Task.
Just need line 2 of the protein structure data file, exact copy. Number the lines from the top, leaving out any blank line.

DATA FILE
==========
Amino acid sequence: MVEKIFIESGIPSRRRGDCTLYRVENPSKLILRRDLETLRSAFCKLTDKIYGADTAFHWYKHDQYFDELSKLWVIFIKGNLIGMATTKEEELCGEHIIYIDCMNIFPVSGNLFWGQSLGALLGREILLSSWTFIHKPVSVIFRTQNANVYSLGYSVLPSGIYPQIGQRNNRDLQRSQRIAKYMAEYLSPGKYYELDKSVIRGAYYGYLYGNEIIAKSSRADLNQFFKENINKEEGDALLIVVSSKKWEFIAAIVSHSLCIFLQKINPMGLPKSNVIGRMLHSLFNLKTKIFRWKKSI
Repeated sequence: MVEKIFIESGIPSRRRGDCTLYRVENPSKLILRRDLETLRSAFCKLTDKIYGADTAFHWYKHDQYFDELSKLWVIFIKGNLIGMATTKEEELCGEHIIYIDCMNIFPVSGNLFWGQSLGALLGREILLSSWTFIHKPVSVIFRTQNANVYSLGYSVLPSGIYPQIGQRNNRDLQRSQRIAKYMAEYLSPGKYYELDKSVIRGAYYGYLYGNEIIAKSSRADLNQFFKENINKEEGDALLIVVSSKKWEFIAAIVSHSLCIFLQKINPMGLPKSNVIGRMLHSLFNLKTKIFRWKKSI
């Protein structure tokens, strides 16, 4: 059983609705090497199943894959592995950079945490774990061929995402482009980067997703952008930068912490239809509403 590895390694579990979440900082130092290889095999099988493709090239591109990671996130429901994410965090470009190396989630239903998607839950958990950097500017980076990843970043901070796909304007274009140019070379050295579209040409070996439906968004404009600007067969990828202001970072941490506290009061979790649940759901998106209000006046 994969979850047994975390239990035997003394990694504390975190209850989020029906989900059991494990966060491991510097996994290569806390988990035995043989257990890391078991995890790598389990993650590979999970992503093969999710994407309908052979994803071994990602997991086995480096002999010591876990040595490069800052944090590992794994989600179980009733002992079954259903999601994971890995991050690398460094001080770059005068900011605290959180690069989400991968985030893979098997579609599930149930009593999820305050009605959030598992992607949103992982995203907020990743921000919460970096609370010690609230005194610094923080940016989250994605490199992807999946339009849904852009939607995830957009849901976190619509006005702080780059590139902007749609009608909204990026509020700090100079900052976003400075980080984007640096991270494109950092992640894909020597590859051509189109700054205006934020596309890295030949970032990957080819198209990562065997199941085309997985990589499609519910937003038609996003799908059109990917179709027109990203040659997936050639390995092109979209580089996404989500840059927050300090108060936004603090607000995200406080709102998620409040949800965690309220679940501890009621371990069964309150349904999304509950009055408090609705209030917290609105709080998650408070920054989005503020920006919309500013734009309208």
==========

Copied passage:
Repeated sequence: MVEKIFIESGIPSRRRGDCTLYRVENPSKLILRRDLETLRSAFCKLTDKIYGADTAFHWYKHDQYFDELSKLWVIFIKGNLIGMATTKEEELCGEHIIYIDCMNIFPVSGNLFWGQSLGALLGREILLSSWTFIHKPVSVIFRTQNANVYSLGYSVLPSGIYPQIGQRNNRDLQRSQRIAKYMAEYLSPGKYYELDKSVIRGAYYGYLYGNEIIAKSSRADLNQFFKENINKEEGDALLIVVSSKKWEFIAAIVSHSLCIFLQKINPMGLPKSNVIGRMLHSLFNLKTKIFRWKKSI